In recent columns I have expressed my deep skepticism regarding the merits of trading “meme” or “Reddit” stocks by retail investors. While the siren song of making a small fortune overnight is tempting, I have cautioned that this type of strategy cannot be deemed “investing” and could risk one’s financial future. Moreover, I proffered the notion that the entire proposition of trading highly volatile stocks should be considered nothing short of legalized gambling.
Last month I warned of the danger of this type of activity that can potentially result in “a permanent loss of capital.” Given the frothy equity markets today and the many stocks trading within extremely wide price bands, investors caught on the wrong side of a trade can easily suffer losses that result in a permanent loss of capital. To illustrate this notion, I would like to cite a recent example of how easy it is, even for seasoned professional money managers, to fall victim to a permanent loss of capital.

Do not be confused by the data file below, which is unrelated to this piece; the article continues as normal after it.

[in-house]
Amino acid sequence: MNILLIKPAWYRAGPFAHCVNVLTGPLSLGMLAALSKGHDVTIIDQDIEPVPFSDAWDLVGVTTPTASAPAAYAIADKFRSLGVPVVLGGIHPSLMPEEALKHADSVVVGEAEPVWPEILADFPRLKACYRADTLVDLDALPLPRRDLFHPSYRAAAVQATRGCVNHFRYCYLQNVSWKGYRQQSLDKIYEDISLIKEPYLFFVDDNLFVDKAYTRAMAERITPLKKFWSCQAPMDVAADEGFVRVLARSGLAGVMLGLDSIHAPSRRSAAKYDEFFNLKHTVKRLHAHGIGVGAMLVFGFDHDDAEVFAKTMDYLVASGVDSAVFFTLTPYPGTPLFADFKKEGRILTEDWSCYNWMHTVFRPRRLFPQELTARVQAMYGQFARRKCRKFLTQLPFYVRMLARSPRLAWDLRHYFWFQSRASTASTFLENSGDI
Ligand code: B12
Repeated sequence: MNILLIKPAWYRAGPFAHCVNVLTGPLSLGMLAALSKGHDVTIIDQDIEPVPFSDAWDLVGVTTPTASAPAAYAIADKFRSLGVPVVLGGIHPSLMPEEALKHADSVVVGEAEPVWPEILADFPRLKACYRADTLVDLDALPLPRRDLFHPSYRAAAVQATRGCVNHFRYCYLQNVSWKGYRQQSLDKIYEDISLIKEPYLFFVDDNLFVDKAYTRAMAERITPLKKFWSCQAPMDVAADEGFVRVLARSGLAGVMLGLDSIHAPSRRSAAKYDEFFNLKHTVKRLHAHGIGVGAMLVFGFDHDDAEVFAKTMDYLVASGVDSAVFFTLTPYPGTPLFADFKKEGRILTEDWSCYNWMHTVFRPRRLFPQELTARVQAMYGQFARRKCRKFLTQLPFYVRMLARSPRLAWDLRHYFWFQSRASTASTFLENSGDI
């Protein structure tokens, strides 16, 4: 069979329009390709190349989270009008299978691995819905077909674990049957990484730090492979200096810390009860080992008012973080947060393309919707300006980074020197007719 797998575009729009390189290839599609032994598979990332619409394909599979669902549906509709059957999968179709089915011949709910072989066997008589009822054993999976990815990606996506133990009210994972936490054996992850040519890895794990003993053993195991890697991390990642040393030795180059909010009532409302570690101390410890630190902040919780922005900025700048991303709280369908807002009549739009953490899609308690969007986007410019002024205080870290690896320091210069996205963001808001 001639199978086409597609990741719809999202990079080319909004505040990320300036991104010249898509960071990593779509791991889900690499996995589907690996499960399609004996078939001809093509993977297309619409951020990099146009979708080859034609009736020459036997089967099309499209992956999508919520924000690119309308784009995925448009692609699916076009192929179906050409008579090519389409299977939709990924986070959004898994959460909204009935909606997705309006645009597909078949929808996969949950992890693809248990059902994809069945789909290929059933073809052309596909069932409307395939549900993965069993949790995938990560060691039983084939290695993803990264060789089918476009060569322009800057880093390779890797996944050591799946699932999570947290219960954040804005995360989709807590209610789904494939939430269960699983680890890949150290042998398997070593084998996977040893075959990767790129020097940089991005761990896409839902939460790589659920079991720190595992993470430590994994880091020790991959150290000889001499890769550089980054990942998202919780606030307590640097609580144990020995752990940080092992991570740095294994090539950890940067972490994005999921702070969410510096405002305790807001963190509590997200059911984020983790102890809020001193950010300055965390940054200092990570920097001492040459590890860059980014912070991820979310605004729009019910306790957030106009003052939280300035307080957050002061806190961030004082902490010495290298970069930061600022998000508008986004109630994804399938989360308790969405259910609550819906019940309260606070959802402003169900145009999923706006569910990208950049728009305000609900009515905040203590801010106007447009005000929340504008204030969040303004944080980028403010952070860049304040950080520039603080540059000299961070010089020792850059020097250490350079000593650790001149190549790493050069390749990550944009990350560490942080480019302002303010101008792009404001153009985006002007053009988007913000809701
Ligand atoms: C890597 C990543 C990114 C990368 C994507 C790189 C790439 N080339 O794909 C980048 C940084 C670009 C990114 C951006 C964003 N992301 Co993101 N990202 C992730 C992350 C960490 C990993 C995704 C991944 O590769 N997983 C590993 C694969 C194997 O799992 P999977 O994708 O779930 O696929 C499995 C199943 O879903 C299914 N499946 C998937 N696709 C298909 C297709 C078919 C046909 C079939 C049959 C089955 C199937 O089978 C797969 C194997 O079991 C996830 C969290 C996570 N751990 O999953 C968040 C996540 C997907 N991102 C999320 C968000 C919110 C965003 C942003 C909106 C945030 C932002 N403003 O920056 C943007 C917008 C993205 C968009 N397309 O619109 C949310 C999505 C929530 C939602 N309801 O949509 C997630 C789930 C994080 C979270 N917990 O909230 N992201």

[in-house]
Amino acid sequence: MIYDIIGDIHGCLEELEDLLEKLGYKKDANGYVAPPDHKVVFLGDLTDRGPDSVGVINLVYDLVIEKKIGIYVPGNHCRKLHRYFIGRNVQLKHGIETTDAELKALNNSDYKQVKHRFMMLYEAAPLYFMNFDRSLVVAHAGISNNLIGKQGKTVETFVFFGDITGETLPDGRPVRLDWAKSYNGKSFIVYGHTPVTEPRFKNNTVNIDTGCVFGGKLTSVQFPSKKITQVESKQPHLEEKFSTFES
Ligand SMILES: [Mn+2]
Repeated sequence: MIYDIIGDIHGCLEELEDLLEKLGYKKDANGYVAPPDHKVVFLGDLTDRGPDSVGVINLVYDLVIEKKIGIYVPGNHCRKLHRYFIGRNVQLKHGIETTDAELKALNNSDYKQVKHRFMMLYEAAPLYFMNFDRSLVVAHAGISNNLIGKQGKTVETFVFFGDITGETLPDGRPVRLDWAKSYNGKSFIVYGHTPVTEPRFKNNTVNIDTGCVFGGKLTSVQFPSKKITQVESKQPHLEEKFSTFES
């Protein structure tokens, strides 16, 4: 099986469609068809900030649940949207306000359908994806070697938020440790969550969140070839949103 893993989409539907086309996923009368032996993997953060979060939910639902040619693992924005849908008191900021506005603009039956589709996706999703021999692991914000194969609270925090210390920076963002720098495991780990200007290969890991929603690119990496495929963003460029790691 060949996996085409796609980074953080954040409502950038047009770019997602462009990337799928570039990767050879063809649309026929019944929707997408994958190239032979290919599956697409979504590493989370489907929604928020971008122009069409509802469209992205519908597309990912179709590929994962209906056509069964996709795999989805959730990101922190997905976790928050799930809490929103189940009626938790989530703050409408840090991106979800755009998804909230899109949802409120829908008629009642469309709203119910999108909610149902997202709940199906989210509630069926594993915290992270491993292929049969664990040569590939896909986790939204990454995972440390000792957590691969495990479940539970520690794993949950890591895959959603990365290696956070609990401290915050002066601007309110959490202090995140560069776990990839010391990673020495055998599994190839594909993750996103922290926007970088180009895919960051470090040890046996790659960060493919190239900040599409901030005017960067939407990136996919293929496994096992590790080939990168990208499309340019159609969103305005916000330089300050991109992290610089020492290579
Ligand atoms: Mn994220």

Exhibit A: Archegos Capital
For those who do not actively follow the inner workings of the financial markets, they may not be familiar with the recent debacle at Archegos Capital. This particular family office fund (similar to a hedge fund), which at one time is rumored to have had peak assets under management of $20 billion, was embroiled in a high-stakes game of taking concentrated positions in volatile stocks that were performing rather well earlier this year. When the rally in these stocks began to wobble, Archegos was forced to liquidate their investments, causing unprecedented slides in the share prices of their stock holdings. For example, within a few days, the stock of one large media company, Viacom, fell more than 50%. Parenthetically, the S&P 500 index rose slightly over that same period of time.